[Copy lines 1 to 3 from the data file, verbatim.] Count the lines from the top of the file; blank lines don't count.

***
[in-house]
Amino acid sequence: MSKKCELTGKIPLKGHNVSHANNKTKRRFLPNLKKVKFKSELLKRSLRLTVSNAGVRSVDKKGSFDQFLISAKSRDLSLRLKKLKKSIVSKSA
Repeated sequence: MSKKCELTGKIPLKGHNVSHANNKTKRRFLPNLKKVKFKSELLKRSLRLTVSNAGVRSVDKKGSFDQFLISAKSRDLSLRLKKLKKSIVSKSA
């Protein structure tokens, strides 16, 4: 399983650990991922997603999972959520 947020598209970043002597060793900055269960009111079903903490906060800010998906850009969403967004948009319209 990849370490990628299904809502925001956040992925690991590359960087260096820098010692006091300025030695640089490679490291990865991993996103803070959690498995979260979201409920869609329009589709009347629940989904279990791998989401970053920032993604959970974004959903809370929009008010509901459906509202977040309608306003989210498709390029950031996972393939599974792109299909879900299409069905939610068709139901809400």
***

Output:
[in-house]
Amino acid sequence: MSKKCELTGKIPLKGHNVSHANNKTKRRFLPNLKKVKFKSELLKRSLRLTVSNAGVRSVDKKGSFDQFLISAKSRDLSLRLKKLKKSIVSKSA
Repeated sequence: MSKKCELTGKIPLKGHNVSHANNKTKRRFLPNLKKVKFKSELLKRSLRLTVSNAGVRSVDKKGSFDQFLISAKSRDLSLRLKKLKKSIVSKSA